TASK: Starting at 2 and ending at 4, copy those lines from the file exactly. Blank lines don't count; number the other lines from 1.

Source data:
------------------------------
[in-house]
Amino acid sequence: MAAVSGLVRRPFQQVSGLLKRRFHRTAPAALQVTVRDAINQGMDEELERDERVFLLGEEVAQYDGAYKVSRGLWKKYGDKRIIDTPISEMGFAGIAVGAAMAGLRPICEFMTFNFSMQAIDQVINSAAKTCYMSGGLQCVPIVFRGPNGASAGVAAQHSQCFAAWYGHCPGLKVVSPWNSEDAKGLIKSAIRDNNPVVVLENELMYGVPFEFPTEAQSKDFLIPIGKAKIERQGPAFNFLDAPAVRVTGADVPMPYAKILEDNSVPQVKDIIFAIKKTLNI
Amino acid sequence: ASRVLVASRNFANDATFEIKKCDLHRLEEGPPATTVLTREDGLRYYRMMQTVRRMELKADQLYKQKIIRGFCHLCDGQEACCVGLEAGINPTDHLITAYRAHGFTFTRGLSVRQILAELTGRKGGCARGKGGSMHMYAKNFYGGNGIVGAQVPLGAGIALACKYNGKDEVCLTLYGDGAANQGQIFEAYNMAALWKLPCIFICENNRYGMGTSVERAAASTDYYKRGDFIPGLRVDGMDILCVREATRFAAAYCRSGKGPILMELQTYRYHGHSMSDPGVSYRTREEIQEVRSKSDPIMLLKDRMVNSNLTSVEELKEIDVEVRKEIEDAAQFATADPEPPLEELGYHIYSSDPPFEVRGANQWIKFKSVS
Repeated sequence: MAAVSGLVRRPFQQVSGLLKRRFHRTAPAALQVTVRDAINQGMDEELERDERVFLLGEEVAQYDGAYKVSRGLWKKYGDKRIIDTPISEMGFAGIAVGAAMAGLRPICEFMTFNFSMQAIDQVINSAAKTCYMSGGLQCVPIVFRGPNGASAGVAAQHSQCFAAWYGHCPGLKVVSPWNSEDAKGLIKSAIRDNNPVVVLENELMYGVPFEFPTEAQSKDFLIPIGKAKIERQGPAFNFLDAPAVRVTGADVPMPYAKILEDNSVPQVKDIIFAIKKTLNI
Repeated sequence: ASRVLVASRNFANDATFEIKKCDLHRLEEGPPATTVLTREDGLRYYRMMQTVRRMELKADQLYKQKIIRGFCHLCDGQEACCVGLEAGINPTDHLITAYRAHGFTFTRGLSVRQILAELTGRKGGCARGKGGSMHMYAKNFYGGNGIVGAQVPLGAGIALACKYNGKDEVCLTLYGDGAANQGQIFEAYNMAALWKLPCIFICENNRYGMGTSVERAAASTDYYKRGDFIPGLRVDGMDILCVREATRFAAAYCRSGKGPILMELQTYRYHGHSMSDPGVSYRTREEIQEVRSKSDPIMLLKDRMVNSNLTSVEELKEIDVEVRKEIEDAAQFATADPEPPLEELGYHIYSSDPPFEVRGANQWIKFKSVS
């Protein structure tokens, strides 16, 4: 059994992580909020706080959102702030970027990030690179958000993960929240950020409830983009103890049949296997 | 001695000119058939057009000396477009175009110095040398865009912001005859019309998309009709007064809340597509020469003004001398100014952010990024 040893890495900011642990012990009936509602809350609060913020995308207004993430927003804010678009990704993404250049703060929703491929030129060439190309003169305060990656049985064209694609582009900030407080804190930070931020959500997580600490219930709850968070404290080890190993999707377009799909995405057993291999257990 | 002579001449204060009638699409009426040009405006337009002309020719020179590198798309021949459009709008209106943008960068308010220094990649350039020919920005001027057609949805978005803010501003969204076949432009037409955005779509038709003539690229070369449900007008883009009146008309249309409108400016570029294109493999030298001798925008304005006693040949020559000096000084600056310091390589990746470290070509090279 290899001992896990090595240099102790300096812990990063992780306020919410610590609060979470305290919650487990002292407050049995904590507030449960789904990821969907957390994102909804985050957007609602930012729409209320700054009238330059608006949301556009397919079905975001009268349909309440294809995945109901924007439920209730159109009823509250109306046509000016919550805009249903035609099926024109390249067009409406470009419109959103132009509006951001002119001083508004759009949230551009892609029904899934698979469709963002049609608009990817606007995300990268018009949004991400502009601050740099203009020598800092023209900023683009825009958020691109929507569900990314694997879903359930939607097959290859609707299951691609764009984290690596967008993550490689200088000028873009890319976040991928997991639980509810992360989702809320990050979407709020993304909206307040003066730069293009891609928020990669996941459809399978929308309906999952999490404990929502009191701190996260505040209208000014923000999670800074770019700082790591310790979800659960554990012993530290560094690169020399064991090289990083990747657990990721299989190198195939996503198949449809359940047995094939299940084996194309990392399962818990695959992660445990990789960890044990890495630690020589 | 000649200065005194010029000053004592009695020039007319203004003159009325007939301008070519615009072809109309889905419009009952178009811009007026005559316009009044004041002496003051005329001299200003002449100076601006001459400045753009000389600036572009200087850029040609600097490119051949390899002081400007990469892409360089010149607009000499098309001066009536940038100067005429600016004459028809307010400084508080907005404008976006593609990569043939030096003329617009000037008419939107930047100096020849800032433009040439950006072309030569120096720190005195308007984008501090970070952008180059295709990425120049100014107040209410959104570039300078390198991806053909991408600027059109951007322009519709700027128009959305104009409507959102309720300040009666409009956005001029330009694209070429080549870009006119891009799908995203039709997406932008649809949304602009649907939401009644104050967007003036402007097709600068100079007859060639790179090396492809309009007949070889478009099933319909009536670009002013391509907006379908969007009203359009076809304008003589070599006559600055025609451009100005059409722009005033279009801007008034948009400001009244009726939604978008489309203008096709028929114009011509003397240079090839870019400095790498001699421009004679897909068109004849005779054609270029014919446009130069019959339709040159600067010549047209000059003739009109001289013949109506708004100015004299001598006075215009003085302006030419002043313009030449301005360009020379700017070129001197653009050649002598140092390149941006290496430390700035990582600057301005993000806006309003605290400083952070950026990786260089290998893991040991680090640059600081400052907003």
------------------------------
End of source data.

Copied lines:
Amino acid sequence: MAAVSGLVRRPFQQVSGLLKRRFHRTAPAALQVTVRDAINQGMDEELERDERVFLLGEEVAQYDGAYKVSRGLWKKYGDKRIIDTPISEMGFAGIAVGAAMAGLRPICEFMTFNFSMQAIDQVINSAAKTCYMSGGLQCVPIVFRGPNGASAGVAAQHSQCFAAWYGHCPGLKVVSPWNSEDAKGLIKSAIRDNNPVVVLENELMYGVPFEFPTEAQSKDFLIPIGKAKIERQGPAFNFLDAPAVRVTGADVPMPYAKILEDNSVPQVKDIIFAIKKTLNI
Amino acid sequence: ASRVLVASRNFANDATFEIKKCDLHRLEEGPPATTVLTREDGLRYYRMMQTVRRMELKADQLYKQKIIRGFCHLCDGQEACCVGLEAGINPTDHLITAYRAHGFTFTRGLSVRQILAELTGRKGGCARGKGGSMHMYAKNFYGGNGIVGAQVPLGAGIALACKYNGKDEVCLTLYGDGAANQGQIFEAYNMAALWKLPCIFICENNRYGMGTSVERAAASTDYYKRGDFIPGLRVDGMDILCVREATRFAAAYCRSGKGPILMELQTYRYHGHSMSDPGVSYRTREEIQEVRSKSDPIMLLKDRMVNSNLTSVEELKEIDVEVRKEIEDAAQFATADPEPPLEELGYHIYSSDPPFEVRGANQWIKFKSVS
Repeated sequence: MAAVSGLVRRPFQQVSGLLKRRFHRTAPAALQVTVRDAINQGMDEELERDERVFLLGEEVAQYDGAYKVSRGLWKKYGDKRIIDTPISEMGFAGIAVGAAMAGLRPICEFMTFNFSMQAIDQVINSAAKTCYMSGGLQCVPIVFRGPNGASAGVAAQHSQCFAAWYGHCPGLKVVSPWNSEDAKGLIKSAIRDNNPVVVLENELMYGVPFEFPTEAQSKDFLIPIGKAKIERQGPAFNFLDAPAVRVTGADVPMPYAKILEDNSVPQVKDIIFAIKKTLNI